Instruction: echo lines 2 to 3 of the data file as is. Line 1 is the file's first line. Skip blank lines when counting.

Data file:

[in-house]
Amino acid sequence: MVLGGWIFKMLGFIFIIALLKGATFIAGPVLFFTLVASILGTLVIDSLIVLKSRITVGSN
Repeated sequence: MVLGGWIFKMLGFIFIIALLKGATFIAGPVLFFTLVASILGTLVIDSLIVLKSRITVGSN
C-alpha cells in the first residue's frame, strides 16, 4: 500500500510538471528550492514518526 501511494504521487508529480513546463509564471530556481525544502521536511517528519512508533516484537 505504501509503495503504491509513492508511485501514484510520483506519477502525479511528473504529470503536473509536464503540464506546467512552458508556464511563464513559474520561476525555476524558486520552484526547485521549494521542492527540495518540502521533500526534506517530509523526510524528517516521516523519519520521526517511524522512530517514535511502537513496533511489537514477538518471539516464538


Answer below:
Amino acid sequence: MVLGGWIFKMLGFIFIIALLKGATFIAGPVLFFTLVASILGTLVIDSLIVLKSRITVGSN
Repeated sequence: MVLGGWIFKMLGFIFIIALLKGATFIAGPVLFFTLVASILGTLVIDSLIVLKSRITVGSN